Our Autumn Gathering had its funny side. Two of the bishops whose names are attached to the Society of St 'Inge and Bracket had been booked to present the proceedings of the Northern Synod which, apparently, so warmly backed this initiative of Johnny Hind and Chums. But they both subsequently discovered that their diaries contained entries which, after all, precluded their attendance. Those inclined to give some support to the Society and who were physically present seemed strangely muted in their praise of it. It appeared to be a truth universally acknowledged that nobody knew what the rationale of the Society was, or what it is for. One much loved priest commended the bishops involved for being prepared - after all these years of sneering at action groups - to do something; he suggested that it might be called the Society of Awakened Episcopal Ostriches. Another felt that it was important to give the Society a fair wind, although if, as he clearly suspected, the sponsoring bishops were not prepared to act illegally, it would be worse than useless (his hilarious peroration included a stirring rallying cry to Stink). With friends like these, how can the Society need enemies?
It was suggested that the Northern Clergy are different in type from us Southerners; since we were also told that a thousand of them had signed up blindly to the Society without knowing what it would turn out to be, I felt that this was a rather ambiguous piece of praise for those sturdy, sensible, no-nonsense lemmings (Lemmus Borealis?) up beyond the Humber. All the Nigerian Widows who so regularly email us could have a field day among the clergy of the Northern Province. We were told that quite probably the legislation for women bishops would fail next time to secure its necessary Synodical majorities ... so that it would keep coming back at regular intervals to prevent us from getting slack and bored.
But the moment of supreme bathos came with the suggestion that all was actually rather well; the Calvinist Conservative Evangelicals would save every last bit of our bacon by deploying their financial clout. That the Catholic Revival, the Movement of Pusey and Newman and Keble, the spiritual descendants of the heroic Non-jurors and of the martyred Laud, should come to this ...
Don't get me wrong. There were plenty of speakers, particularly among the young, who realised that we have clutched at so many straws and for so long that there is no thatch left on the roof to keep the rain out. There was real enthusiasm for Dr Ratzinger's New Deal. I just thought you might like to hear ... yes, the funny bits.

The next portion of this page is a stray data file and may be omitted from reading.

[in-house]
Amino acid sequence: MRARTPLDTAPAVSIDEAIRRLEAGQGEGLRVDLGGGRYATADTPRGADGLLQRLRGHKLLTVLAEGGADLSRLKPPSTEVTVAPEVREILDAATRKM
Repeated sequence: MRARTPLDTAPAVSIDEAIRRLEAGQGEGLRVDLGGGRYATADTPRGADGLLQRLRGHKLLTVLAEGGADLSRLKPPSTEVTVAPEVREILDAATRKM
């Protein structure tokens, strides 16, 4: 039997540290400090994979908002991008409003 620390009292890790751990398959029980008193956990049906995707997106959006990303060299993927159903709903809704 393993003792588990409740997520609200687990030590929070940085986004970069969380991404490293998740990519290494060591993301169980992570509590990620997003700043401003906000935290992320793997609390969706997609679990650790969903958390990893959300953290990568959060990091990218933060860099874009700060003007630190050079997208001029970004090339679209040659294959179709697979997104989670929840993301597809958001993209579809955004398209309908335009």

Oh, and yes, Bishop Edwin did tell us that the game was up.
18 October 2010
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The funniest I heard (on Saturday) was the layman who objected to the ordinariate on the grounds that it was not permitted by something called the "thirty-nine articles". Whatever they are.
I should have thought that most of what Anglo-Catholics stand for is not permitted by the Articless, at least "the plain and Full meaning thereof... in the literal and grammatical sense".
It reminds me of the torments and mental gymnastics suffered by advanced clergymen approaching ordination and the concomitant need to swear to them that old novels portrayed. (As one former Anglican, now a Catholic Bishop in Australia, told me, the day he swore to the Articles was the only day he's ever perjured himself.)
For after all, those 40 stripes less one are "doctrines so horrible no one would want to believe them", if I recall what is said of them in "The Towers of Trebizond" - though I was taught by an Aff-Cath. clergyman who ostentatiously claimed he agreed with them (while pairing such Protestantism with both ritualism and an, ahem, alternative lifestyle, fortunately not mentioned by name in said Articles).
It is precisely the plain, literal, and grammatical sense of the Articles that Church Papists can snuggle under. For example: when the Articles say that the Bishop of Rome has no jurisdiction in this realm of England, one can say that he has indeed no authority as far as the Realm, the political secular institution, is concerned, but, ecclesiastically ...
It is once you take account of what something was intended to mean in its original historical context that problems arise. So the Royal Martyr, by his Preface to the Articles, let us off the hook.
It is precisely the plain, literal, and grammatical sense of the Articles that Church Papists can snuggle under.
It seems to me one would have to employ some tortuous logical contortions to be able to put a Catholic slant on Article 19, 22, 25, 28 and 31. From plain reading the meaning seems pretty clear.
Such 'tortuous'activity goes back well before Blessed John Henry Newman, to Roman Catholic writers of that delightfully eirenic decade, the 1630s.
I believe there was a Franciscan ecumenist, something de Santa Clara, who wrote the Tract 90 of the Caroline age, shewing how to read the Articles in a Catholic manner.
I honestly prefer the joke that Anglican cassocks have 39 buttons, one for each Article, and you only do up the ones you agree with!
But do Anglican clergypersons have to swear to the Articles anymore anyway? I thought Free Thought now reigns; or, rather, new Articles about certain modern dogmas are enforced instead...
Franciscus de Santa Clars alias Christopher Davenport, brother of the Puritan divine John Davenport, the first minister of New Haven colony in 1640. His work *Deus ... Natira ... Gratia* of 1634 is a long detailed attempt to do what Newman later attempted with more brevity in Tract 90, although Davenport did admit that there were some few things in the Articles that were incompatible with Trent.
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